Article Republished By Javier Troconis
Working with Howe Sound Biosphere Region Initiative Society and UNESCO Sustainable Development Goals, Cheshire aims to bring in partnerships to educate about sustainable business practices
Bridget Stringer-Holden (she/her) // News Editor
Valeriya Kim (she/her) // Illustrator
Sophie Cheshire (she/her) has taken on an ambitious project for her first year at Capilano University (CapU).
The Outdoor Recreation Management student is working alongside the Howe Sound Biosphere Region Initiative Society to bring sustainable tourism practices to Howe Sound. “I felt very drawn to work with [the society] in some sort of capacity,” said Cheshire. “When I spoke with Ruth [Simons], she introduced this project to me, which immediately sounded like something I wanted to do.”
Jantzen helped Cheshire outline a self-directed study course for the Spring 2022 semester, marking the start of a year-long project to create partnerships between the society and outdoor recreation businesses that operate in Howe Sound.
Cheshire started her research in January by looking at UNESCO’s global Sustainable Development Goals (SDGs). “I didn’t know much about the SDGs at all, so then I had to go and do a bunch of research — what do these mean, what are we looking for, which ones do we want to focus on?”
She eventually settled on Goal 17, partnerships for the goals, as her main focus. Cheshire has also been examining goals related to Life on Land, Life Below Water, Decent Work and Economic Growth, Reduced Inequalities and Sustainable Cities and Communities.”
During her research, Cheshire noticed a lack of proper framework or government mandated requirements — things that are needed to create sustainable tourism businesses. “There’s a lot of work to be done in that aspect, but where I want to take this specific project is to set some framework that businesses could aspire to, specifically for the Howe Sound Region.”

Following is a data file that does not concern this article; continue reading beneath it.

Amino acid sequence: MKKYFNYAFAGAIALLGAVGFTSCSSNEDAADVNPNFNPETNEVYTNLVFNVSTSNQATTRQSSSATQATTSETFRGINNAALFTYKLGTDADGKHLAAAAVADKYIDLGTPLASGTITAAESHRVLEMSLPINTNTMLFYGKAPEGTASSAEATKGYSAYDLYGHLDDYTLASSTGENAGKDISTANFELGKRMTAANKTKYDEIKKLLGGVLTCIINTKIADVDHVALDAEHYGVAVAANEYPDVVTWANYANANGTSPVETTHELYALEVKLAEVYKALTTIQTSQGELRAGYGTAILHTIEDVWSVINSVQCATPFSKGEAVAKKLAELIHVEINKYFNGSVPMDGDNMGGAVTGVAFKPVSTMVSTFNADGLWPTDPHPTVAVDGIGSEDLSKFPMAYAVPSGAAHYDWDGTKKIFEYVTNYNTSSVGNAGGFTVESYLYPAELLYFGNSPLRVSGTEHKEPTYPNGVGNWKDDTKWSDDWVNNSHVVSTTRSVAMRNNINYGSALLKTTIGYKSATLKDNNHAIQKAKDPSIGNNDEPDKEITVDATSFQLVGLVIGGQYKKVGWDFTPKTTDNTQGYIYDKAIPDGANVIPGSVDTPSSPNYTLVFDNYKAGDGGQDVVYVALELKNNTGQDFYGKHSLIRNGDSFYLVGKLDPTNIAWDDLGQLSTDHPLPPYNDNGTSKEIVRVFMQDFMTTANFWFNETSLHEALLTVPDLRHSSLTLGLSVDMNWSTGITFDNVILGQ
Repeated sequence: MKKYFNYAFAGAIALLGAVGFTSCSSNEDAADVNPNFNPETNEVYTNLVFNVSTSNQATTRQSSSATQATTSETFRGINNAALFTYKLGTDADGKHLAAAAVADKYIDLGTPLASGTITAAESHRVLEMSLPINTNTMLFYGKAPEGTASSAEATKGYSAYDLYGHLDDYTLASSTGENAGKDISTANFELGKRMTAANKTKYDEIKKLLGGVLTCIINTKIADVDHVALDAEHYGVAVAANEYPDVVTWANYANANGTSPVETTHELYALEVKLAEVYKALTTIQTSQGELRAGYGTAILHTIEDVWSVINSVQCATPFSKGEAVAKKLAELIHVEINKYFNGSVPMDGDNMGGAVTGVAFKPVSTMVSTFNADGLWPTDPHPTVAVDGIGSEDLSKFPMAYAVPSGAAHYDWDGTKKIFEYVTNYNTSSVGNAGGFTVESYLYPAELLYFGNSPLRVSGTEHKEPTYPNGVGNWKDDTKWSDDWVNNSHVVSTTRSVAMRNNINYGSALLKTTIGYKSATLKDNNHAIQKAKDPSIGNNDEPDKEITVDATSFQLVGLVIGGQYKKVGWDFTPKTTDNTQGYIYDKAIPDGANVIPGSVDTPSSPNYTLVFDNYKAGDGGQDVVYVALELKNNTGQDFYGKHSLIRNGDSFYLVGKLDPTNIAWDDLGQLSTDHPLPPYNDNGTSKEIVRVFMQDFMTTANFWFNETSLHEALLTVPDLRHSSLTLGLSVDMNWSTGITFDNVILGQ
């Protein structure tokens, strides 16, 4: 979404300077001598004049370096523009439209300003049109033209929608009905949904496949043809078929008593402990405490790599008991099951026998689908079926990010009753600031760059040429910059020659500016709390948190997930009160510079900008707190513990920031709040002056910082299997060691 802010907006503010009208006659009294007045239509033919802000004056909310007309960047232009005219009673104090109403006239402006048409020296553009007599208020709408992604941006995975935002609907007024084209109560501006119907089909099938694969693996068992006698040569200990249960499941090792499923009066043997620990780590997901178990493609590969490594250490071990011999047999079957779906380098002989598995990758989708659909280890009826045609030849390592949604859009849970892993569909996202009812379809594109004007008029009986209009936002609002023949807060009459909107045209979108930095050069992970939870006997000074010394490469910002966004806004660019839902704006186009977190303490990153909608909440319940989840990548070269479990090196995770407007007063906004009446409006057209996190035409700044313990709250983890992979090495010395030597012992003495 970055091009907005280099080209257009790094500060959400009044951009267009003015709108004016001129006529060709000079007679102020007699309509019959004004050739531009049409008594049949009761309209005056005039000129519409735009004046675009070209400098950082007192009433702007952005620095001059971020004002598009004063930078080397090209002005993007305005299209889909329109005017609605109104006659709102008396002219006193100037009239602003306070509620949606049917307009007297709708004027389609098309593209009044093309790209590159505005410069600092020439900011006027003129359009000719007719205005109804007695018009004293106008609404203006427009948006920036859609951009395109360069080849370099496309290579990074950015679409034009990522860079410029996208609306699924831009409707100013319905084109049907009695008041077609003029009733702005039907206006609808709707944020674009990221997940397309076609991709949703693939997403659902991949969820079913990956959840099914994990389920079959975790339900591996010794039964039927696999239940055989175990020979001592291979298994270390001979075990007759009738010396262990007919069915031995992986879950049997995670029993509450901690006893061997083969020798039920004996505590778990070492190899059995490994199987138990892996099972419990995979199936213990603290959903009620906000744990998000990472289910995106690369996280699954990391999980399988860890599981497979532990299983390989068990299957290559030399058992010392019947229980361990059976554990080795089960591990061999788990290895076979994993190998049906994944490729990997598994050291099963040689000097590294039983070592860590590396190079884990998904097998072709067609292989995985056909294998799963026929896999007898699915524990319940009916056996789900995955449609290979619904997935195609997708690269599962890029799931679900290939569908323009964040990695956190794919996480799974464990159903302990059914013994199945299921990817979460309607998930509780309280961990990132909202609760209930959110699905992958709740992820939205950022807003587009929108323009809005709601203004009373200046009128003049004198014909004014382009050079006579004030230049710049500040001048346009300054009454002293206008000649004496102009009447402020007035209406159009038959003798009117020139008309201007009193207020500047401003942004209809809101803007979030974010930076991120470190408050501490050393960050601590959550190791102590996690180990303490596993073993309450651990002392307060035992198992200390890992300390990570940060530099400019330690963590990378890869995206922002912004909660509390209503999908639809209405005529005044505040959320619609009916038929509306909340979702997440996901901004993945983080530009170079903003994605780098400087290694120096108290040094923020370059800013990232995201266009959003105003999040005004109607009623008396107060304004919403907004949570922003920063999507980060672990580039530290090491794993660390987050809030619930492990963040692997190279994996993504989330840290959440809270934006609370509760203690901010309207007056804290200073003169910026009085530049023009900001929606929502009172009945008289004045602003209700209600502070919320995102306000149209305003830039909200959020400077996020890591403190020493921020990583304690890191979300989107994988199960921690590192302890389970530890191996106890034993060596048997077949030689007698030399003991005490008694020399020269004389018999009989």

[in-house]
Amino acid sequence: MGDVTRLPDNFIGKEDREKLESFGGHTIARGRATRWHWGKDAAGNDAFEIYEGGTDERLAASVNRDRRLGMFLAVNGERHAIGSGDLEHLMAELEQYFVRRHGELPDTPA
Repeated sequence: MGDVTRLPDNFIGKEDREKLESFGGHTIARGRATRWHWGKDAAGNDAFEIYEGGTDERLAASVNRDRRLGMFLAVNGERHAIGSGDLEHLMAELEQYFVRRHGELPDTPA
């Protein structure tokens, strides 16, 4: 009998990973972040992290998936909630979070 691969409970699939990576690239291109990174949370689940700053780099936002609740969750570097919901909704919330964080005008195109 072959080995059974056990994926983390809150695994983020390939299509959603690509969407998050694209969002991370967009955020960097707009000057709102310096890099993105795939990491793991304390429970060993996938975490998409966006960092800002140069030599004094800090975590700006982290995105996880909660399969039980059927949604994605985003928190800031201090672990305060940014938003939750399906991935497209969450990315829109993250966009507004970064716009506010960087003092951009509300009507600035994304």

Before Cheshire can interview businesses in the region, she needs project approval from CapU’s Research Ethics Board — something the first-year student called an “interesting” process. “It’s a very formal, academic way of wording things […] you have to be very specific about the questions that you ask them and how you ask them,” said Cheshire. “That’s been challenging for me.”
She hopes the project will provide more access to marginalized people within the community. “Really it’s for us to figure out where the areas of opportunity are and provide resources to these businesses on who they could partner up with,” said Cheshire.
She spoke with Federal Tourism Minister Randy Boissonnault on March 11 about her ideas for the project, including a potential partnership between Inclusion BC — which supports and advocates for people living with disabilities — and Power To Be, a local non-profit that provides outdoor recreation for people living with disabilities.
Cheshire hopes to start the second stage of her project as part of her co-op this summer. As she would be the organization’s first employee, the process involved a great deal of paperwork for them to become an employer. However, Cheshire has a job description and is simply waiting to sign the deal once funding is secured through a third party.
During her co-op, Cheshire aims to build community through the society’s website. “The goal is to have [businesses with identified best practices] present workshops to the other businesses, creating partnerships,” she said, citing sustainable mountain biking businesses as an example.
The workshop idea was sparked by another class at CapU currently working with the society. Once that class completes their project in April, it will be handed over to Cheshire who can work to implement the ideas.
The International Coordinating Council approved Howe Sound’s nomination to become Canada’s 19th UNESCO Biosphere Region on Sept. 15, 2021. This new biosphere extends from West Vancouver up the Sea to Sky Corridor — almost to Whistler — and includes parts of Bowen Island and then Sunshine Coast.